Q: How involved do you typically get with the companies? 1 (like a distant advisor) to 10 (practically a team mate).

A: It’s more complicated than that because we have three main areas: hardware, software, and life sciences. Each area has their own designated mentors, who are professionals and are there full time to help them at about a 4/10. They are pretty active, but respond to how much help the group needs at the time. If they really need help, the mentor will be a lot more active, whereas if they don’t then he or she will move closer to an advisor role in the interim.

My primary involvement is more around the early phases of starting and setting up (especially around IP), and then when they’re getting ready to fund raise. We at Velocity have spent time building a great network of investors that trust us. We only bring them companies when we believe they are ready, and we only introduce companies to sources of capital that we trust and perceive to be giving a solid deal. It makes us a trusted party to both sides, and thus gives us a great system. It’s also not a batch—companies go when they are ready. So my primary role is to really help manage that. I’m at least a 4 or 5 out of 10 around that time; making intros, managing the pitch, combing their financials, and doing anything else I can do to help. Once they get through that stage, they don’t need us as much and “graduate” to a certain extent. We have helped in the creation of over 120 companies—60 of which are still in incubation.

 

Q: How do you feel about working in Waterloo vs. a place like Silicon Valley, which is highly regarded as a tech hub on a global scale.

A: Outside of Waterloo people from our program tend to go to Toronto, then the Bay area. There are pros and cons to relocation—it’s never just a single factor. There are actually a lot of reasons why would you build a company in Waterloo. It is a very tight startup community. Everyone knows everyone. You can get feedback from somebody quickly, and everyone is within 1 degree of separation. Things happen tight and quick. It’s also a really pay it forward community with a ton of talent. Almost all clusters for high tech are around zones well known for publishing and producing talent, and UWaterloo is famous for this.

We had several bitcoin companies here. They tried hard to build a community, but the braintrust for that particular business was primarily in the Bay area, so they ultimately moved down there to be with those people. You must recognize what your region is really good at. Hardware as a whole is great in Waterloo—we make amazing engineers and products in waterloo.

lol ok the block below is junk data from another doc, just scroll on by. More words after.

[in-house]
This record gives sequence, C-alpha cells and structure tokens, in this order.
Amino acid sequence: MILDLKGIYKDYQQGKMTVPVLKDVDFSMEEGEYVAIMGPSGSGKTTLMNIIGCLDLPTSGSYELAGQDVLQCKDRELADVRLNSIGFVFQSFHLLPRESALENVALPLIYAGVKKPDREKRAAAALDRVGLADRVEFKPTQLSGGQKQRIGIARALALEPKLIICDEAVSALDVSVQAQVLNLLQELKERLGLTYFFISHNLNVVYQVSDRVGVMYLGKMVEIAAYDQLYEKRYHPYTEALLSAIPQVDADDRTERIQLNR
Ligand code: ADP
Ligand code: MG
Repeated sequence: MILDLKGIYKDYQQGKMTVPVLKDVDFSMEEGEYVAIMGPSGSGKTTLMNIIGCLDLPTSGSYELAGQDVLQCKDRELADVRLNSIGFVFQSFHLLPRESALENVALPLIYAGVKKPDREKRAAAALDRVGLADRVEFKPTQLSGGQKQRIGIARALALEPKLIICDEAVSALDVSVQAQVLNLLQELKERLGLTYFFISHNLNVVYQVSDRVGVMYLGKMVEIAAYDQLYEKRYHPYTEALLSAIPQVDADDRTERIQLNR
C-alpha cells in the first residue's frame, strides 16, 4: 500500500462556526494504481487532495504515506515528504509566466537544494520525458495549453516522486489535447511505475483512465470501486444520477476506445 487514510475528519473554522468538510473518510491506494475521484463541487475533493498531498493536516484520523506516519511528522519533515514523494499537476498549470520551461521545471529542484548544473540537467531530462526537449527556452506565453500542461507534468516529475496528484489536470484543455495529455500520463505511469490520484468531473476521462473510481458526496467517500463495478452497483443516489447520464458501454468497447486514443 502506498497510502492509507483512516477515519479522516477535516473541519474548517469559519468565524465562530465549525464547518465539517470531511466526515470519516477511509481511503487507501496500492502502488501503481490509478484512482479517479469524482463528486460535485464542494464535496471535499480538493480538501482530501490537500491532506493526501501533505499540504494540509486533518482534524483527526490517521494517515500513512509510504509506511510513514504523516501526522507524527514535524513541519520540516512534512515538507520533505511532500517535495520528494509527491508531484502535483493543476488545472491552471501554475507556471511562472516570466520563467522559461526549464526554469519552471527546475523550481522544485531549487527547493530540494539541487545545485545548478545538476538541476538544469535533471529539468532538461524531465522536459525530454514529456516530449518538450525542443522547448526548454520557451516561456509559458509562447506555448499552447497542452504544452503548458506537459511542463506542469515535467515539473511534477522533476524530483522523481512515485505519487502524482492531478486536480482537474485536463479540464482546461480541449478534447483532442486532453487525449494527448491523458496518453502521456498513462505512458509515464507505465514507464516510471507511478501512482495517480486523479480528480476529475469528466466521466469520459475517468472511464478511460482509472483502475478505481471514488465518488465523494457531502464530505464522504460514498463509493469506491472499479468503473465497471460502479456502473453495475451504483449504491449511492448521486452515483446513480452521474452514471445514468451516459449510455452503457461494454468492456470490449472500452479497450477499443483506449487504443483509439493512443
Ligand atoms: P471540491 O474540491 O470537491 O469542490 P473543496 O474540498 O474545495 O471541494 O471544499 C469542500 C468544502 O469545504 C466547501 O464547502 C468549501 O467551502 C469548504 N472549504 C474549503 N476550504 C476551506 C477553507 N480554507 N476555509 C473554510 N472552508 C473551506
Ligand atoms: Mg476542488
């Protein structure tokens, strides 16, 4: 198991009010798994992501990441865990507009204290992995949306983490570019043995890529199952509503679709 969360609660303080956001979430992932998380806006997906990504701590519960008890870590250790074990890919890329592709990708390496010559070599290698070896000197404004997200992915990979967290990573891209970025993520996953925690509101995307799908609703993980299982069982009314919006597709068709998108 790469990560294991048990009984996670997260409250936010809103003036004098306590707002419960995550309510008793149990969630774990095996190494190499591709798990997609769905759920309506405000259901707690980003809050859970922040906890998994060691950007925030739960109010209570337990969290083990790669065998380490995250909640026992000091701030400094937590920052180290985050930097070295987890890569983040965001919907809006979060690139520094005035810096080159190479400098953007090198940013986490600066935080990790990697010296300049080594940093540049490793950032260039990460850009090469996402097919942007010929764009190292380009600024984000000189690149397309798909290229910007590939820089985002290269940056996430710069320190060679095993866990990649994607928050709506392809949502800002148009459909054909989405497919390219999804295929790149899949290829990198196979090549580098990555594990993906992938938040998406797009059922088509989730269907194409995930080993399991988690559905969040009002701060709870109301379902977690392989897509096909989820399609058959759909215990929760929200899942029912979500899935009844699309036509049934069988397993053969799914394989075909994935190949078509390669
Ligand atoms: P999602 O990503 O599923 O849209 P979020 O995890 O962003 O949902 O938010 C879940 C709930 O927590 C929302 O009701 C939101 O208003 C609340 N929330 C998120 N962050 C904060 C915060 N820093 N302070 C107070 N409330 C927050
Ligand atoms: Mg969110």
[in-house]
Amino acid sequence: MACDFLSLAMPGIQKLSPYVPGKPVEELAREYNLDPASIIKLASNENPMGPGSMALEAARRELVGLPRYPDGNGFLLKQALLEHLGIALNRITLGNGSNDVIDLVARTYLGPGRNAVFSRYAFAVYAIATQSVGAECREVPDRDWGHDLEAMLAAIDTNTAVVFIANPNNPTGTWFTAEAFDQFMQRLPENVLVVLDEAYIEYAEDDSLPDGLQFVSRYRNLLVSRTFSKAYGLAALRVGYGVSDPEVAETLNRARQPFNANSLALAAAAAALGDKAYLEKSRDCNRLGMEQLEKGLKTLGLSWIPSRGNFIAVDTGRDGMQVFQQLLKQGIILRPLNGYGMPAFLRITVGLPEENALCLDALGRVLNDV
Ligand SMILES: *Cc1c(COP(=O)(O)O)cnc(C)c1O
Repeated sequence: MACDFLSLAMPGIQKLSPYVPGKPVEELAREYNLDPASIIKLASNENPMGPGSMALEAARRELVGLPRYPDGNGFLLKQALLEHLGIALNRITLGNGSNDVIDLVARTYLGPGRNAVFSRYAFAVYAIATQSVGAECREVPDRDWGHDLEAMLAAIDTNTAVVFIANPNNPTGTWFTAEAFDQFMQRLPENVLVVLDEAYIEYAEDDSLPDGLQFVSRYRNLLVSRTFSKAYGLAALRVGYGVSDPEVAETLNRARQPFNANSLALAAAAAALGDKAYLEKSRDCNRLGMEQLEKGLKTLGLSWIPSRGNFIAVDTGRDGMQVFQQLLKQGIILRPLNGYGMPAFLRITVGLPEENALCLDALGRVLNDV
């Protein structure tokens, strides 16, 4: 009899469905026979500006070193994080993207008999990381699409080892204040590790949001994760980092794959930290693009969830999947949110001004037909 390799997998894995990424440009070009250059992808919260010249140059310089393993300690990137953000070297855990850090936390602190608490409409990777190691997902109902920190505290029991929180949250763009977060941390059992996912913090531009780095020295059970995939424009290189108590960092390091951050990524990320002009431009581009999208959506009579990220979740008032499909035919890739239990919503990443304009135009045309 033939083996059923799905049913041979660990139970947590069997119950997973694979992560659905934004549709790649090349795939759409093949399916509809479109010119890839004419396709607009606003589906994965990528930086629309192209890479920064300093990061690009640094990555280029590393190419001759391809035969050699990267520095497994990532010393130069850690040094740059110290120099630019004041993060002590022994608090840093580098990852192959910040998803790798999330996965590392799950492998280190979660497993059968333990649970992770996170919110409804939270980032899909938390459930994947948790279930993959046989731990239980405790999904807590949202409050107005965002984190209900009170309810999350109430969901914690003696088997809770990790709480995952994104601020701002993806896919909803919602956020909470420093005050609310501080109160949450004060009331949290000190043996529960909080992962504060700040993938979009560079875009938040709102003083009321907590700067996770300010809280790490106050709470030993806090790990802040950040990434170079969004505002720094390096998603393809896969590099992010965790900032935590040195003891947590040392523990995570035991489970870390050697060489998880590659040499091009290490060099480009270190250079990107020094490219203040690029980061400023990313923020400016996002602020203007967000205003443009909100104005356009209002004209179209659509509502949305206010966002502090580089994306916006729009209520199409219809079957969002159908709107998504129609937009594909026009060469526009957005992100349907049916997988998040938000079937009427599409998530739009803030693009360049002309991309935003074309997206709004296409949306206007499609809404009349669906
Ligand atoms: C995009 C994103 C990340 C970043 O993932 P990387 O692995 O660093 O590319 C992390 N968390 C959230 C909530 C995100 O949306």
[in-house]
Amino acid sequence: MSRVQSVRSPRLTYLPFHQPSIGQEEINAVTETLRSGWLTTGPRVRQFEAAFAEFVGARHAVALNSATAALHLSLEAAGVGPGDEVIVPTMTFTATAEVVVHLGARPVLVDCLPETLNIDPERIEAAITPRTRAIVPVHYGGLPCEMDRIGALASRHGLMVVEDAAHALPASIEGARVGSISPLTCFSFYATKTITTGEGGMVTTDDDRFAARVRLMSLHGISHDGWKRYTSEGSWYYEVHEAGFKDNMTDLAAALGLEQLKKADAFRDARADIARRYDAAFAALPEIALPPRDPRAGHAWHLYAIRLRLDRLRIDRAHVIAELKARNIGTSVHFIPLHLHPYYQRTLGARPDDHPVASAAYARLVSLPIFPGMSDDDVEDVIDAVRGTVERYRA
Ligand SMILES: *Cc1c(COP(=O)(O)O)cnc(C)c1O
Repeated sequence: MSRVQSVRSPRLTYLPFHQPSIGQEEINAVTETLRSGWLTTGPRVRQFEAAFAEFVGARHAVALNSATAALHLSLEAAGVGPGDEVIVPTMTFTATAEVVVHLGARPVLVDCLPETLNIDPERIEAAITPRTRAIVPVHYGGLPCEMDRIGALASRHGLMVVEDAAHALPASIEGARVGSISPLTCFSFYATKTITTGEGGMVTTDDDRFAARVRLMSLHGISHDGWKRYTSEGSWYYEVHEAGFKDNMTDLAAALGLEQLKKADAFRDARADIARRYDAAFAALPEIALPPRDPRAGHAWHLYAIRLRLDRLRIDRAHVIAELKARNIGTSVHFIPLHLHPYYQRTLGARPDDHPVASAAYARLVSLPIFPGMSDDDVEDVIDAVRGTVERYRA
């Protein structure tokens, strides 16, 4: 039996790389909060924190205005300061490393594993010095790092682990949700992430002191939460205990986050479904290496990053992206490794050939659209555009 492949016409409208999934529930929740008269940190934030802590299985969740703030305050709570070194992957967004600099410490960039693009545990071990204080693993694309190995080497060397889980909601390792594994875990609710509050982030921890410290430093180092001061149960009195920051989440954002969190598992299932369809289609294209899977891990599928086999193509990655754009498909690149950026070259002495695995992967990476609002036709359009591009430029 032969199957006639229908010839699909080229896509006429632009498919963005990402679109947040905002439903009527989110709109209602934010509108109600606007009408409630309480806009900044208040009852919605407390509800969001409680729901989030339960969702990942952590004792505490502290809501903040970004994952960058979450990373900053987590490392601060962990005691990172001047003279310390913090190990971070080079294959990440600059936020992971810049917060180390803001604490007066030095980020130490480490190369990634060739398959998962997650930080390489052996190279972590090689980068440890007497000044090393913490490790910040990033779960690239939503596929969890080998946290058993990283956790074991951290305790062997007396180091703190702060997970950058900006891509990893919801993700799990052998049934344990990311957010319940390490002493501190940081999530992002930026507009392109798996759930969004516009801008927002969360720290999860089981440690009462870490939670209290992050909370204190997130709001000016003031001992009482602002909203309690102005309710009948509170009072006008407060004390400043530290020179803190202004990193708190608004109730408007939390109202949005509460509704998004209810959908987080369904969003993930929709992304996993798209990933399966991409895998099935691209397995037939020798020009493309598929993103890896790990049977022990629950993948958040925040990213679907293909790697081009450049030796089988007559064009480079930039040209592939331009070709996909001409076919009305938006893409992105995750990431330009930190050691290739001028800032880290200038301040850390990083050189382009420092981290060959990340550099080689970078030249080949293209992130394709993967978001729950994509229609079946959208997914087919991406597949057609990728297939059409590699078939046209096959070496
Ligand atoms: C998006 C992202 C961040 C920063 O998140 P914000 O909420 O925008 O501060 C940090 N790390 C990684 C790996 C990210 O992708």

Q: How do you get partners to take a startup seriously?

A: The biggest tip is finding the right person to talk to. There is so much wasted time for partnerships talking to people who can’t help you. Make sure you talk to the right person! When you’re going to talk to large companies, make sure you really truly understand their problem inside and out, and can speak in their language. For example, if you were to approach Apple with a cloud-based service, they wouldn’t be interested as it’s not what they focus on. Whereas if you took the same product to Google, that’s their thing—they would expect you to be an absolute expert and know any and everything on the topic.

Large companies are actually nervous they won’t be able to innovate at a rate that can keep up with the market. They’re scared about the speed things are moving, and startups have that as an advantage. The economies of scale that the large companies have/held are less useful now, which is changing the power of startups. A website no longer needs to have huge server systems in house, as they can easily rent space from Amazon. This has resulted in partners want to hang around startups.

 

Q: What do you expect in terms of success horizons?

A: People can stay in the program for up to 2 years. This is a really long time line, in part for the sheltering we do for them. The program is free of charge, so we get the best companies applying, which leads to a more competitive selection process, which leads to only the best companies getting accepted. This attracts all the people who want to be around the best companies, and gives us a really high talent group and environment. For example, at one point we had 7 different companies that had funding from Y-Combinator in our space. We like to keep companies longer than what would traditionally occur, because it drives more desire to be there and helps build the community and learning.

 

Want to hear more?


For one hour, on Monday, August 24th, come learn from Mike Kirkup.

Monday, August 24th at 3PM Central (4PM Eastern, 1PM Pacific).

Only 10 spots available at $25 each.

http://givegetwin.com/collections/all/products/an-hour-with-the-mentor-to-over-120-startups